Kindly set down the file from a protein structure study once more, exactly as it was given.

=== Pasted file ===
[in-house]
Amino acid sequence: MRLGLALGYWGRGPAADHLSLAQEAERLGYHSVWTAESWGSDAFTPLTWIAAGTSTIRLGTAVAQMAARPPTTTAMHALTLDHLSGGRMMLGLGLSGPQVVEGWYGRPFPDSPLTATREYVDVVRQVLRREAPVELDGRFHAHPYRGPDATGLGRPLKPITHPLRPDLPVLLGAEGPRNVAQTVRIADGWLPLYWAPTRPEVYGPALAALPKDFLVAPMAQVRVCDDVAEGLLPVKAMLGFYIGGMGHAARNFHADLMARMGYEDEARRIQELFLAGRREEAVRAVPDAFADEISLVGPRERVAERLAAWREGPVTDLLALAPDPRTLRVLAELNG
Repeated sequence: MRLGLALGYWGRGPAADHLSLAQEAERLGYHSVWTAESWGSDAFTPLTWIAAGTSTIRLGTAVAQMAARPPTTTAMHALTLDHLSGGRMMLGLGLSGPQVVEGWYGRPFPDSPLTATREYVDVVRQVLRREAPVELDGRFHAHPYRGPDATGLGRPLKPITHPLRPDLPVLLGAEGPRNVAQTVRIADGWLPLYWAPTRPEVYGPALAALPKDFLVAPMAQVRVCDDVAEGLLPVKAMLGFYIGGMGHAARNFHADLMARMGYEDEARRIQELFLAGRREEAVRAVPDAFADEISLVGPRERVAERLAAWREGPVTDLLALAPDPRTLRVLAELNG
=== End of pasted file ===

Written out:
[in-house]
Amino acid sequence: MRLGLALGYWGRGPAADHLSLAQEAERLGYHSVWTAESWGSDAFTPLTWIAAGTSTIRLGTAVAQMAARPPTTTAMHALTLDHLSGGRMMLGLGLSGPQVVEGWYGRPFPDSPLTATREYVDVVRQVLRREAPVELDGRFHAHPYRGPDATGLGRPLKPITHPLRPDLPVLLGAEGPRNVAQTVRIADGWLPLYWAPTRPEVYGPALAALPKDFLVAPMAQVRVCDDVAEGLLPVKAMLGFYIGGMGHAARNFHADLMARMGYEDEARRIQELFLAGRREEAVRAVPDAFADEISLVGPRERVAERLAAWREGPVTDLLALAPDPRTLRVLAELNG
Repeated sequence: MRLGLALGYWGRGPAADHLSLAQEAERLGYHSVWTAESWGSDAFTPLTWIAAGTSTIRLGTAVAQMAARPPTTTAMHALTLDHLSGGRMMLGLGLSGPQVVEGWYGRPFPDSPLTATREYVDVVRQVLRREAPVELDGRFHAHPYRGPDATGLGRPLKPITHPLRPDLPVLLGAEGPRNVAQTVRIADGWLPLYWAPTRPEVYGPALAALPKDFLVAPMAQVRVCDDVAEGLLPVKAMLGFYIGGMGHAARNFHADLMARMGYEDEARRIQELFLAGRREEAVRAVPDAFADEISLVGPRERVAERLAAWREGPVTDLLALAPDPRTLRVLAELNG